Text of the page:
From Hot Type to Data Type)

Dan Kaplan

As a case study on the impact of technology on employment, Publishing is excellent example of an industry that has suffered losses of jobs, successful retrain workers and seen the growth of new types of employment opportunities. I'll be referring mostly to the Newspaper industry due to the shortness of time in this discussion.

To start with, 5 years ago, my job didn't exist anywhere the newspaper business. We created it at S-T in '91 in order to manage telephone based reader services - hotlines and later personals. Again the job was created for me at Chicago Reader in '93. One of 1st in the alternative press to hire a full-time interactive services manger. I also handle our voice-mail and e-mail systems. The goal at the Reader has been to look at all interactive opportunities and develop both telephone and on-line products. This year we'll launch both.

Historical: The growth of new media ventures has provided some new jobs, but in no way does this make up from the manufacturing side. Let me give you a little historical perspective.

Printing is the oldest of industrial processes and the Printers Unions are the oldest national organizers in America (1700s) By very nature of the business, were the 1st craftsmen to be completely literate Adapting to technology is not new to the industry. Major changes in production at the turn the century. The International Typographical Union, largest has successfully controlled the introduction of new technologies for years. ITU took on the responsibility of training own men which helped it maintain power. Sad to see a loss of the historical apprentiships and jobs passed from father to son Unions treated intro of computers as another automation, not fundamental change in the way publishers saw their business.

Intro computers for typesetting (60's)also meant materials from outside syndicates NY pre-1960 had 1/5 of printing in US. Numerous strikes "killed" papers in '63. LATimes and Oklahoma City Times early adapters tech - didn't strong unions. Strikes in Toronto in the '60s, proved ineffective. Put out papers with fewer people. Strikes in NY in '70s led publishers to adopt automation at a faster pace outside of NY. Typesetting saved an estimated 40% of the production labor costs.

Nowhere but U.S. could changes of this magnitude take place without 1st discussing human questions. Finland unions and publishers passed contracts no one loose jobs to new equipment. Real power shifted from the printers to the journalists, because of direct input type of their own stories through VDTs. Between the 80's and 90's there was huge increase in the demand for print, but the system was more efficient so needed less jobs

This was happening even while circulation dropping. In 1930, 1.3 per HH, in 1980, .8 and it's slipped from there. Rising paper costs, a major recession in each decade that hurt advertisers. So, With profits down, publishers began downsized office staffs and other non-U employees, also afternoon papers virtually disappeared. In the 60's there was an increase in the number of newspapers and growth of chains. This foretold the international corporatization of the print media. To match size of media corps, there was a consolidation of Unions - '87 ITU/CWA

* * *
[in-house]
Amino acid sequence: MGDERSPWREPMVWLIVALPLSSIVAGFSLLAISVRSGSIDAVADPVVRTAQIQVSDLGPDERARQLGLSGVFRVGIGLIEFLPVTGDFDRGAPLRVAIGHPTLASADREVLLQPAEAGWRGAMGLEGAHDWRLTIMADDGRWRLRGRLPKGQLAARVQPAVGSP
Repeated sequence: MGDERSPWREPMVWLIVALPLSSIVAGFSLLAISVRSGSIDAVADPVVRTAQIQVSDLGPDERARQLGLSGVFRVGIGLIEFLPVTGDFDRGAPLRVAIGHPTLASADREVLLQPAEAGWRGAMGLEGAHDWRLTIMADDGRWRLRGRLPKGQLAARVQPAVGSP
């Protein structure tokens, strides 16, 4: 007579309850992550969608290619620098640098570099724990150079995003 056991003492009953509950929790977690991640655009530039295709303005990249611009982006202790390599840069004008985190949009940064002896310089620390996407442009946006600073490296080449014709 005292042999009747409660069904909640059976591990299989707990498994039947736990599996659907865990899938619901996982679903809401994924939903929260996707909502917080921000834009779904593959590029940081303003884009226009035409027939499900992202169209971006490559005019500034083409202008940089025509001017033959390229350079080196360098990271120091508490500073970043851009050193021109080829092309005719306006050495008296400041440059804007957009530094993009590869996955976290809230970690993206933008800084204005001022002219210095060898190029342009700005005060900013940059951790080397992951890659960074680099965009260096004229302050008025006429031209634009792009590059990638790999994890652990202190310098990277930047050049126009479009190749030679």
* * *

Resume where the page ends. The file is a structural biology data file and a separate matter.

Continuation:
Sun-Times: I thought it would be interesting to see what was happening to the printers today at a local paper. I spoke with Ted Reilly, the VP of Labor Relations at the Sun-Times about current You may know that last year S-T was bought by Multi-national company - Hollinger, Conrad Black. In the 80's the production unions got "Jobs for Life", weeding out through attrition and retraining. They just signed a 10 year contract with the production unions after 4 years w/o one. By 1996, the paper will be fully Paginated, meaning there will be no more prod dept, the entire process up to the printing of the plate will be done through DTP. Production people are being retrained and offered other jobs within company. Won't be hiring any more union production, rather non-U Desk Top Publishers

The Future: By 1994, more than 200 daily papers had some type of interactive services, some were simply Talking Personals Nearly all the Alternative press has at least Personals, two have on-line, more coming. A peek on America Online showed a combination of 27 newspapers and mags on-line And I found references to 35 newspapers and 37 magazines on the World Wide Web The printed newspaper is quickly becoming a gateway to much information than can't fit in print as well as the regular features. For example, the Chicago Tribune's Trib Plus indicator in the paper. (AOL) Through the additions of interactivity, we shouldn't forget the writers' jobs are changing. More writers are hearing directly from readers and are "forced" to respond. Self-Publishing, through Desk Top Publishing since the mid-80's has spawned a tremendous growth in the diversity of voices in the publishing industry. The Internet has created a global audience for 'zines and other voices of the left and right, altogether bypassing the traditional means of distribution. Everyone can be a publisher with a computer, modem and Inet connection.

Maintained by Robin Burke <>
Last modified: Tue Mar 7 12:41:42 1995